All naturally occurring climate events are now related to human-induced climate change and extreme events previously seen once a century may now happen every 20 years, the head of the World Meteorological Organization (WMO) said on Thursday.
“The last five years have been the warmest five-year period on record since we started measurements in 1850,” Petteri Taalas said at a news conference to launch the United in Science 2021 Report.
“Because of climate change, the kind of events that used to happen every 100 years, may happen nowadays, every 20 years, and in the future even more often. So, the risk of these kinds of events is growing because of climate change.”
The multiagency report states that the COVID-19 pandemic and resultant global economic slowdown did not deter the relentless advance of climate change.
According to the report, greenhouse gas concentrations in the atmosphere remain at record levels, leaving the planet vulnerable to dangerous warming in the future.
“We are still significantly off-schedule to meet the goals of the Paris Agreement,” UN chief Antonio Guterres says in the foreword to the report, noting that 2021 has seen fossil fuel emissions bounce back and greenhouse gas concentrations continuing to soar.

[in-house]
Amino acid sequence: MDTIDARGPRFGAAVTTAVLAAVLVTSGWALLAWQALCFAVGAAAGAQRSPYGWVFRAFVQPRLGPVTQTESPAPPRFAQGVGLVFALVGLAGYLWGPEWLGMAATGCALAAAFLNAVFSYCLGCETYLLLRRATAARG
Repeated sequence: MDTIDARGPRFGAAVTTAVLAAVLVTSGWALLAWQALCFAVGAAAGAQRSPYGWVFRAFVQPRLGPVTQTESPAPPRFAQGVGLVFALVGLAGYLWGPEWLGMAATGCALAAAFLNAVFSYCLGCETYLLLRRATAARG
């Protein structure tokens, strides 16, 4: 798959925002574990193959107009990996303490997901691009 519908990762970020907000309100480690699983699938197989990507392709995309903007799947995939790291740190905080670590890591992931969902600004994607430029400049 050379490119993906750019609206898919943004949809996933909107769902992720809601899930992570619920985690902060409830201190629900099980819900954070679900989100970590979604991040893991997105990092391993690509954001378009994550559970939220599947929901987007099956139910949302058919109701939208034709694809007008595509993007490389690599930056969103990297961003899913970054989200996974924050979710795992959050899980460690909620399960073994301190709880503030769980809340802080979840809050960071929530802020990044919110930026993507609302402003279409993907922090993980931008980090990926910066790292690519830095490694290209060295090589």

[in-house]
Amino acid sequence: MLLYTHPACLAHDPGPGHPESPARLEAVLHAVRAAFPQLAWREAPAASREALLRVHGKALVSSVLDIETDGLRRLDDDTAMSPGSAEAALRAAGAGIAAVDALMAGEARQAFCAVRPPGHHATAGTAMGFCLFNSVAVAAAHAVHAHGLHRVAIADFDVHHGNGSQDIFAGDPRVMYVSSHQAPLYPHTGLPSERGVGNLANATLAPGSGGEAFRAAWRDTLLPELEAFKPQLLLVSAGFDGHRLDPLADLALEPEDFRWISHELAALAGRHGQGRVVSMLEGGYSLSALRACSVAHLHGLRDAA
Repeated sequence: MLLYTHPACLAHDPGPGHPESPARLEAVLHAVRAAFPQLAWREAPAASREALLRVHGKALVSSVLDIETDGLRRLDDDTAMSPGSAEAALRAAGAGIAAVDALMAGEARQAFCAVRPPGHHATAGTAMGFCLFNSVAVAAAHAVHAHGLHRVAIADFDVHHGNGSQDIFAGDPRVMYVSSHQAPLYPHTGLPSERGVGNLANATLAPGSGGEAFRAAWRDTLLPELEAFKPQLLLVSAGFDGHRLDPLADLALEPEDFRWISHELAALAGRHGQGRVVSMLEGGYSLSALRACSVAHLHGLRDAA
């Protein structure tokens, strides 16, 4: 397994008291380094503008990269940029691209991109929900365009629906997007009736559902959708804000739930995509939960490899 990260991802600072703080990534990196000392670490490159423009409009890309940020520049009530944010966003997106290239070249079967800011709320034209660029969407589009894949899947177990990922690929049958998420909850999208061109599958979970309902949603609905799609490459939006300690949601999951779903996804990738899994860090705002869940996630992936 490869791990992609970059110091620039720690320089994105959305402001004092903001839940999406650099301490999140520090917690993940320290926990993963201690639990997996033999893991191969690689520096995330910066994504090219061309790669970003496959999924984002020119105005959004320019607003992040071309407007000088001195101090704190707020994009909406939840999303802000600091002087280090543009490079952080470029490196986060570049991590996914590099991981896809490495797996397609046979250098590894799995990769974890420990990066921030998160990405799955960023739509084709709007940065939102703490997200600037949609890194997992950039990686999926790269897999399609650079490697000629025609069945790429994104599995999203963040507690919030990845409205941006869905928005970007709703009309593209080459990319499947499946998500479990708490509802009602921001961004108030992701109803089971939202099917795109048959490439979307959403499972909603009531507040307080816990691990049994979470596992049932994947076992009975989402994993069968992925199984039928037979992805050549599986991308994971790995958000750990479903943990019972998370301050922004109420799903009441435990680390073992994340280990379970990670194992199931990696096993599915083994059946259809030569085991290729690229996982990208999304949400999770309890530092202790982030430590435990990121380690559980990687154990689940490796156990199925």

Severe human-enhanced weather events have affected health, lives, and livelihoods on every continent, he added.
“Unless there are immediate, rapid, and large-scale reductions in greenhouse gas emissions, limiting warming to 1.5 degrees Celsius will be impossible, with catastrophic consequences for people and the planet on which we depend,” said Guterres, who also addressed the news conference via video link.
“We have reached the tipping point on the need for climate action. The disruption to our climate and our planet is already worse than we thought. It is moving faster than predicted.”
Threat to developed countries
According to the UN head, even the most developed countries have become vulnerable.
“Hurricane Ida recently cut power to over a million people in New Orleans, and New York City was paralyzed by record-breaking rain that killed at least 50 people in the region,” he recalled.
Guterres also cited the unprecedented floods that devastated parts of western Europe and the exceptionally deadly heat wave that killed hundreds in the northwest of the US and western Canada.
WMO chief Taalas said people who died of COVID-19 were the “same type of people who are also sensitive to changes in temperature patterns.”
“These heat wave events cause mortality and especially those elderly and sick people who have died of COVID-19 have also typically been dying because of heatwaves,” he warned.
“Improved early warnings and disaster risk management means that we are better at saving lives, but the socioeconomic and humanitarian impacts are spiraling in the form of worsening food insecurity, more displacement, migration, and the potential for unrest.”